The Propeller Group is a multidisciplinary, multi-platform art collective based in Ho Chi Minh City and Los Angeles. Together, artists Tuan Andrew Nguyen, Phunam and Matt Lucero create ambitious projects that cross the boundaries of visual art, advertising and film. Recently, ArtAsiaPacific sat down with Lucero to chat about the group’s forthcoming show and their new work currently showing in the Central Exhibition at the 56th Venice Biennale.
Can you tell me about The Propeller Group’s work The Ak47 vs The M16 (2015), which is currently on view at the Venice Biennale?
We have been working on this project for a year and a half. We took an M16 and an AK47—the two main assault rifles that were used [by the United States and Vietnam, respectively] in the Vietnam War—and pointed them at each other. Then we shot [a bullet from each rifle] so that they would collide [and fuse]. We really wanted to capture a fused projectile—to have two bullets from opposing sides fuse together into this stalemate of a moment. That’s what we were striving for. We worked with a ballistics lab in the US to make this happen, and what we are showing in Venice is a small part of [a larger] project.
In the Venice installation, there is a gel block—which is basically like a slab of gelatin that ballistics engineers shoot bullets into—that simulates the density of human tissue. We managed to create the collision of bullets inside the gel block, so that it captured the moment of impact. So it’s like a freeze frame. We also captured it on high-speed film, so the documentation of the moment is also on display [at Venice].
It sounds almost impossible.
We thought it was not going to be possible! In real life, statistically there is something like one in a billion chance of [the collision] occurring. Even the ballistics lab had been like, “Yeah . . . It’s not going to be easy guys. It’s not something that you can just whip up.”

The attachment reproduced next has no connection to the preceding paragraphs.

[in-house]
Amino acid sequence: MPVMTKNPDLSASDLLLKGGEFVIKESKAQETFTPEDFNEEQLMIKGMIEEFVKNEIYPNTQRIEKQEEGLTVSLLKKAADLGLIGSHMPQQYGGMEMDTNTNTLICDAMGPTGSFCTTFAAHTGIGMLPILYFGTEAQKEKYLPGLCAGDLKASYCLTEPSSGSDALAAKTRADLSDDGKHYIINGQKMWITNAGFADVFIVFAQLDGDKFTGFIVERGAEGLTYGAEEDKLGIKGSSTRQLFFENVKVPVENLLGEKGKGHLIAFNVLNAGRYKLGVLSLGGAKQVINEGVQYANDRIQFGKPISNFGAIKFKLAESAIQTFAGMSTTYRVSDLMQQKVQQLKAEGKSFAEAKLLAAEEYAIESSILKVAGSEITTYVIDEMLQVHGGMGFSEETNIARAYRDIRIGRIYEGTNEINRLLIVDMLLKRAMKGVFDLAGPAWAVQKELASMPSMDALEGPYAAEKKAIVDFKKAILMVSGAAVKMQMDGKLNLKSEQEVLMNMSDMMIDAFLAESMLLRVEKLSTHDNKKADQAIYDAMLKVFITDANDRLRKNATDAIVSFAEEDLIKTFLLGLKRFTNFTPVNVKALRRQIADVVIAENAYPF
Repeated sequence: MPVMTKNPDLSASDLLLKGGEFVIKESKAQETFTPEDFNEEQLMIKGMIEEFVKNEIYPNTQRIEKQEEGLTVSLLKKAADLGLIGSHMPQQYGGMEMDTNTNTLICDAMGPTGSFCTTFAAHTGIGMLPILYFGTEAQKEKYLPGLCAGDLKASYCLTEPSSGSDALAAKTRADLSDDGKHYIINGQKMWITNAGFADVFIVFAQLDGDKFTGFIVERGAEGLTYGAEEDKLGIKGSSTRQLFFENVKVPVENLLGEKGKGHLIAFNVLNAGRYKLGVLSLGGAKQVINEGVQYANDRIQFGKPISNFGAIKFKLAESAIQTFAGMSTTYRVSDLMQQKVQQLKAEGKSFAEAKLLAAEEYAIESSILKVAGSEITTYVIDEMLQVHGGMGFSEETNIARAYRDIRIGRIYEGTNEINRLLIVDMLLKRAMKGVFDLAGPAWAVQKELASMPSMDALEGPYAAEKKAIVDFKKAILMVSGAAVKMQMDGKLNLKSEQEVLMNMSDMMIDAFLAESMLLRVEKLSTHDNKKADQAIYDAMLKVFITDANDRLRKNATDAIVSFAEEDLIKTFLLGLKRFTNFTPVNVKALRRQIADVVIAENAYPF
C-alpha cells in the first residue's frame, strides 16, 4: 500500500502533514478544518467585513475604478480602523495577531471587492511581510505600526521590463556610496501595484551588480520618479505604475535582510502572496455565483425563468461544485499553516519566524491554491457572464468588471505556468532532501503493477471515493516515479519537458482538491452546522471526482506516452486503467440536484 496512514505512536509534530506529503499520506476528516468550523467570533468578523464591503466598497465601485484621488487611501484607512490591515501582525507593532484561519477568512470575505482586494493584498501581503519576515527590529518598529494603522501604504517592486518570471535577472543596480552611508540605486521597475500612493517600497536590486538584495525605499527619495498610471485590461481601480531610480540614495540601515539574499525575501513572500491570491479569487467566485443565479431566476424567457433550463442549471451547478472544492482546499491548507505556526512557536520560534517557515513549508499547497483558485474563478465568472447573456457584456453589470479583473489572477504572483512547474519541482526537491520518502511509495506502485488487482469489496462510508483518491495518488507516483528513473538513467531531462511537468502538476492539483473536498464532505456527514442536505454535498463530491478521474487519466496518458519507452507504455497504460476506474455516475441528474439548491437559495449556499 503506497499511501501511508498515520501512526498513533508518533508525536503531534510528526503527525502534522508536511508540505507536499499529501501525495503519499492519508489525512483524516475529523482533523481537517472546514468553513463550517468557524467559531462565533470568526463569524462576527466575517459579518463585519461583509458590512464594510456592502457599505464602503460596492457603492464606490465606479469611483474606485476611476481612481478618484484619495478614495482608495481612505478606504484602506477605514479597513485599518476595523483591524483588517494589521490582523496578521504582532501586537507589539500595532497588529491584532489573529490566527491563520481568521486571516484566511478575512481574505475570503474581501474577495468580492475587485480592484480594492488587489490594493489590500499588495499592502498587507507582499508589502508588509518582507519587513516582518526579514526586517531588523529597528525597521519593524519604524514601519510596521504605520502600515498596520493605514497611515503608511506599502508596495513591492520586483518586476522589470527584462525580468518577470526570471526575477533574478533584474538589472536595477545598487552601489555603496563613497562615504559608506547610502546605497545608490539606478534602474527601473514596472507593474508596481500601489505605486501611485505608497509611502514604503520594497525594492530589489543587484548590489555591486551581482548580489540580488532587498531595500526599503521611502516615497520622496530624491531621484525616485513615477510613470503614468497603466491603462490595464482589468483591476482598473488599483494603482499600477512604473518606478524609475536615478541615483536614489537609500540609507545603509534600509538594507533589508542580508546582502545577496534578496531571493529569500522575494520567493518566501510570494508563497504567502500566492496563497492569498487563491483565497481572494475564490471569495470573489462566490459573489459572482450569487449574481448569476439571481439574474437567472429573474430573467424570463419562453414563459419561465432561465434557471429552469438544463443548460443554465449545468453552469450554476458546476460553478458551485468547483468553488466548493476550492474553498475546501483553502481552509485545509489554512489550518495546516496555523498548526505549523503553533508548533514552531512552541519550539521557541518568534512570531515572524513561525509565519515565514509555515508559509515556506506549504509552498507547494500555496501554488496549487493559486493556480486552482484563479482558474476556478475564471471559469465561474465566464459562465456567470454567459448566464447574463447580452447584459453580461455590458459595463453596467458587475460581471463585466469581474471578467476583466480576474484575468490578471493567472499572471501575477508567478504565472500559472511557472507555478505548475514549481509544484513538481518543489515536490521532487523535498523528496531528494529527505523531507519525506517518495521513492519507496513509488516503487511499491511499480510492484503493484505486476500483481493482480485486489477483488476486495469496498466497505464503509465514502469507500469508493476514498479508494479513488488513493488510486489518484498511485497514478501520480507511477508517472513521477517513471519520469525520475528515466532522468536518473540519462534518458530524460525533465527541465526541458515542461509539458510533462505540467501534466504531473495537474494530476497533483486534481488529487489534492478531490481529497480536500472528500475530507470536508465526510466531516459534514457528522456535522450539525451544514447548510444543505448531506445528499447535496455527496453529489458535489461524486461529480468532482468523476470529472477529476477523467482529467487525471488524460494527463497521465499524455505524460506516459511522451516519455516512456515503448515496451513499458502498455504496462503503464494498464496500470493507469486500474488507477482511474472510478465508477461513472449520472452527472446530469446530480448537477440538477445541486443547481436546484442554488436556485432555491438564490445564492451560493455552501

In the lab, we were able to shoot the rifles once maybe every 12 or 15 minutes. The engineers gave it a 50/50 chance. We had no idea when or how [the collision] was going to happen. When we started getting open-air collisions, we dialed it in and kept going. [In the end] it only happened during a short period of time on one day, and the rest of the time we struggled to try to make it happen again. Surprisingly, we got about 21 of these collisions inside the gel blocks.
The camera that we used [for the project] films at 100,000 frames per second. We also shot with a camera that films at one million frames per second. It was such a beautiful image getting a bullet flying through the air—but we’re talking about a fraction of a second, and to pinpoint where that collision was going to happen was crazy! These are things that are humanly impossible. Our eyes are just not meant to see this!
What crossed your mind when you first saw the bullets collide in the ballistics lab?
We had no idea what was going to happen when the collision took place. I have a background in physics, so when I saw it for the first time I immediately started thinking of the Big Bang theory. I started thinking of creation and myth. This stuff is all mythology. History is mythology. It’s also sort of like the Large Hadron Collider, [which is used to] collide subatomic particles to find new particles that would help explain the beginning of the universe. It’s like unpacking a historical moment, and seeing what that unpacking looks like.